The Vikings made an interesting move by signing former Cowboys quarterback Drew Henson to their practice squad Wednesday. One figures the relationship will end when Tarvaris Jackson is ready to return from a knee injury. That, however, is only an assumption.
Remember, Vikings coach Brad Childress prides himself on his work with quarterbacks and maybe he sees something in Henson he likes. Childress isn’t afraid to make a roster move and juggle things, so if he feel Henson can help long term it might not be a given that the one-time Michigan standout will be jettisoned when Jackson is ready.
If nothing else, this seems like a very smart move by Henson. A flop in Dallas, there were other NFL teams interested in the 26-year-old. He worked out for Miami this week. As a member of the Vikings practice squad, though, Henson will get an opportunity to fly below radar and try to restore the confidence he lost in Dallas.
Henson, who left college early to pursue a career in big-league baseball, decided to return to football in 2004, amid much fanfare. Henson’s rights were owned by Houston because the Texans had selected him in the sixth-round of the 2002 draft. But the Texans already had David Carr at quarterback and dealt Henson to the Dallas Cowboys for a third-round draft pick.
He signed an eight-year contract that included $3.5 million in guaranteed money and plenty of expectations. The guaranteed cash was the most ever given a sixth-round pick. In two seasons with the Cowboys, Henson got into seven games (all in 2004) and completed 10 of 18 passes for 78 yards and a touchdown. His only start came on Thanksgiving Day of 2004 in place of the injured Vinny Testaverde. However, Henson was replaced by Testaverde at halftime of that game.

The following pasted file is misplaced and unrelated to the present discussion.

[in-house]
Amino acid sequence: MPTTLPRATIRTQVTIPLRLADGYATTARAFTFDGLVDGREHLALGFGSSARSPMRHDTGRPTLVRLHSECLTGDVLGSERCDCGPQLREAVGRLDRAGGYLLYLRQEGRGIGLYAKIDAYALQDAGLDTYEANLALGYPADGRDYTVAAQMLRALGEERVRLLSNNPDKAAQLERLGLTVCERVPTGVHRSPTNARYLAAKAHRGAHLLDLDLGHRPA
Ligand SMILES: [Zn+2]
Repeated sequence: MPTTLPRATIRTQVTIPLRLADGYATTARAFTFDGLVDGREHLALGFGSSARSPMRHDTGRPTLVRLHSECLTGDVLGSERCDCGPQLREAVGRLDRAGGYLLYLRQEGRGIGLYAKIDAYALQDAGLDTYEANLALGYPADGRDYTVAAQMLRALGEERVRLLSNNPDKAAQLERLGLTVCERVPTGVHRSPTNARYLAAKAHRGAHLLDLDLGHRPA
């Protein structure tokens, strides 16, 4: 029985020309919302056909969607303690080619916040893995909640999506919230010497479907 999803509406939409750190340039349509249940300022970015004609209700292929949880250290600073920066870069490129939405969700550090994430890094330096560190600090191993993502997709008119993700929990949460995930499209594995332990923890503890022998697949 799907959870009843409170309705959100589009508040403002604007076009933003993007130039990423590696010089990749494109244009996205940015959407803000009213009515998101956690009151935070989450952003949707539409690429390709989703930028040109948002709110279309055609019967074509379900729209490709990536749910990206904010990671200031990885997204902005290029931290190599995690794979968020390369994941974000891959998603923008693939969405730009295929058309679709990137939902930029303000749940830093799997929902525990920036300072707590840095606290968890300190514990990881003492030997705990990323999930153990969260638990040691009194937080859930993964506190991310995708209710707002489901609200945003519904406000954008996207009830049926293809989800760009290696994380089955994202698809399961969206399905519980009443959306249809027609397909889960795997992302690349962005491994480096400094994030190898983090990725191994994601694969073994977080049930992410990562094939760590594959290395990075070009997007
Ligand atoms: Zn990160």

Henson was the Cowboys’ No. 3 quarterback for all 16 games last season, meaning he was on the inactive list. Cowboys coach Bill Parcells decided to cut him in late August, keeping Matt Baker as his No. 3 quarterback behind Drew Bledsoe and Tony Romo. According to reports, Dallas did shop Henson but found no takers.
“I don’t keep players that I don’t think can play for us,” Parcells told the Associated Press in August. “We tried very diligently with this guy.”
Obviously, Dallas liked Henson at one time and the guess here is the Vikings think they can get far more out of him than the Cowboys did. In Henson’s case, though, being in an environment with little to no pressure might be the key.
“It didn’t workout for him for whatever reason in Dallas,” Childress said. “But he’s got a strong arm, he’s big in stature and he’s got a good mind. He’s very smart, very intelligent.”
The 6-4, 235-pound Henson also has shown a desire to improve. He played in NFL Europe this spring with the Rhein Fire but suffered a knee injury in the season’s seventh week. He finished the NFLE season as the league’s second-rated quarterback (84.2) and was second in attempts (203), completions (109) and yards (1,321). He tied for the second-most touchdowns (10).
Most football fans remember Henson from his three seasons at Michigan. During that time, he completed 214 of 374 passes for 2,946 yards and 24 touchdowns. His passer rating was the fifth best in school history. Henson left Michigan after his junior season to sign a six-year, $17 million deal with the Yankees. The third baseman was called up to the big leagues in September of 2002 and 2003. He was 1-for-9 in eight big-league games.